If you’re looking for the best bikepacking tents right now, lucky for you: this list will answer all your questions. Solo tents, ultralight tents, two and three man tents – whatever you’re after, we’ve got you covered.
Bikepacking tents aren’t just for hardcore travellers planning an epic solo bike tour of Uzbekistan! For a trip around Europe, or even just a few days exploring your own country, tents are essential if you plan on staying anywhere overnight.
It isn’t just about the necessity of often having no actual accommodation to stay in whilst you’re on your bikepacking trip, because sometimes you’ll be nowhere near civilisation. It’s also about the cost: staying in a tent either at a site or on the roadside is far cheaper than booking into a hotel, or even a hostel!
On our list of the top bikepacking tents of 2020, we’ve taken into consideration a bunch of different factors to make sure that only the best of the best has made it onto this list — how easy they are to put up, water resistance, price, durability, and more — all to make it easy to find the right bikepacking tent for your travel needs.
Table of Contents
- Quick Answer: These are the Bikepacking Tents of 2020
- Best Bikepacking Tents of 2020
- #1 – Overall Best Quality Bikepacking Tent
- #2 – Best (Solo) Ultralight Tent for Bikepacking
- #3 – Best (Solo) Budget Bikepacking Tent
- #4 – Best 2 Person Bikepacking Tent
- #5 – Best 3 Person Bikepacking Tent
- #6 – Best Bikepacking Tent for the Tropics
- #7 – Best Bikepacking Tent for Europe
- Buyer Guide – How to Choose the Best Bikepacking Tent for You
- Final Thoughts on the Best Bikepacking Tents
Quick Answer: These are the Bikepacking Tents of 2020
#1 Lone Rider MotoTent – Overall Best Quality Bikepacking Tent
#2 Nemo Dragonfly Ultralight Backpacking Tent – Best (Solo) Ultralight Tent for Bikepacking
#3 Coleman Sundome Tent – Best (Solo) Budget Bikepacking Tent
#4 MSR Hubba Hubba NX 2-Person Lightweight Backpacking Tent – Best 2 Person Bikepacking Tent
#5 Big Agnes Copper Spur HV UL Backpacking Tent – Best 3 Person Bikepacking Tent
#6 Nemo Hornet Ultralight Backpacking Tent – Best Bikepacking Tent for the Tropics
#7 Big Agnes Fly Creek HV UL Ultralight Backpacking Tent – Best Bikepacking Tent for Europe
|Lone Rider MotoTent||Check on LoneRider|
|Nemo Dragonfly Ultralight Backpacking Tent||Check on REICheck on Amazon|
|Coleman Sundome Tent||Check on Amazon|
|MSR Hubba Hubba NX 2-Person Lightweight Backpacking Tent||Check on REICheck on Amazon|
|Big Agnes Copper Spur HV UL Backpacking Tent||Check on REICheck on Amazon|
|Nemo Hornet Ultralight Backpacking Tent||Check on REICheck on Amazon|
|Big Agnes Fly Creek HV UL Ultralight Backpacking Tent||Check on REICheck on Amazon|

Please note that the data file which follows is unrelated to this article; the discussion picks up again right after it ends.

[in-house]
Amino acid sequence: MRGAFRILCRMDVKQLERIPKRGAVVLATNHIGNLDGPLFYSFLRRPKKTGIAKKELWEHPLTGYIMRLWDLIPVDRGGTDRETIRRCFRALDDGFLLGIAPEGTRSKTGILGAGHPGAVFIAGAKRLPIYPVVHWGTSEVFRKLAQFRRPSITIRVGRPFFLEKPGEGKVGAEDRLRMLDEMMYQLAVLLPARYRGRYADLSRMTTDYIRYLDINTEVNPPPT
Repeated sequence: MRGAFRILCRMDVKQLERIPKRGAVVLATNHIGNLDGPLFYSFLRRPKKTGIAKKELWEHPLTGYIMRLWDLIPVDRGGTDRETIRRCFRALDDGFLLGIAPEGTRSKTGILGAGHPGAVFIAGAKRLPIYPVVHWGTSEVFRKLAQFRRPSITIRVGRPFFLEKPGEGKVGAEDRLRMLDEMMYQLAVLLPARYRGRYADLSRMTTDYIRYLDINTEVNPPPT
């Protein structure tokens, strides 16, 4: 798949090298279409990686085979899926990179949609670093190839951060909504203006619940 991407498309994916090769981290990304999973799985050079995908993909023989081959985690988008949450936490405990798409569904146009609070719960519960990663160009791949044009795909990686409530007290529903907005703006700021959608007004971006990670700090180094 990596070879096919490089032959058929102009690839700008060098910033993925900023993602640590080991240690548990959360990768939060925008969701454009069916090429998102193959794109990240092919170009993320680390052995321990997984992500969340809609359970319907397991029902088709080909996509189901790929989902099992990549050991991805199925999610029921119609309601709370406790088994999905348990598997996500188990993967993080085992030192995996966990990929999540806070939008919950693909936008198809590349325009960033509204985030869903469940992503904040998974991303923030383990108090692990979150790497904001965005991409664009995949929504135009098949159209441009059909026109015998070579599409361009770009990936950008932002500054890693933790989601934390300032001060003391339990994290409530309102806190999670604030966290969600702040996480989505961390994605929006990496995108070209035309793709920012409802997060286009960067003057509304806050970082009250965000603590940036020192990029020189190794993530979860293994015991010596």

Best Bikepacking Tents of 2020
#1 – Overall Best Quality Bikepacking Tent
The overall best quality bikepacking tent out there at the moment has to be the Lone Rider MotoTent, for a lot of reasons.
Made by bikers, for bikers, the Lone Rider MotoTent is cool because there’s a dedicated space to park your ride inside the tent itself. This means it’s not only kept away from prying eyes, but also from the elements, meaning rain, snow or the sun won’t affect your bike in any way.
There’s enough space for two riders and their gear inside (the porch is 2 metres high – 6’7″ – so you can stand up inside it), with room for paniers as well. The length is 4.15 metres. We love that you can stretch out and keep your stuff dry in this tent!
Though built specifically as a motorcycle tent, it’s definitely possible to use this is if you’re a cyclist, too. Bicycles can be expensive too!
It’s well-built, with a high quality ground sheet that will keep you dry, and a pretty amazing 7-minute set up time thanks to colour coded, easy-use pole sleeves amongst other things. It’s also pretty lightweight, weighing it at 5.54kg (12lb), with a bold claim that it’s the lightest tent (with a motorcycle canopy) around.
The lightweight structure doesn’t take away from its durability: it’s got a strong tunnel design that’s constructed of high quality material, with fly fabric that’s ultralight and UV-resistant with waterproof coating. Even the poles and pegs, are made from aircraft-grade aluminium. It’s definitely reliable.
When you want to the hit the road again and start the next leg of your adventure, the Lone Rider MotoTent rolls up to a very portable 60 (24″) x 20 (8″) centimetres, so it’ll easily fit on your bike.
Last but not least is the 2 year guarantee, which means if your tent should become faulty, Lone Rider will replace it free of charge. Can’t argue with that!
#2 – Best (Solo) Ultralight Tent for Bikepacking
When you’re cycling around, you’ll already know that the last thing you want is to be lugging around more weight than you need to be. A tent can really add bulk to your load – that’s why we love ultralight tents!
Enter the Nemo Dragonfly Ultralight Backpacking Tent. Packing a punch with a combo of lightweight packability and top comfort once its up, this awesome bikepacking tent weighs in at just 2 pounds 1 ounce and a packed weight of 2 pounds 13 ounces.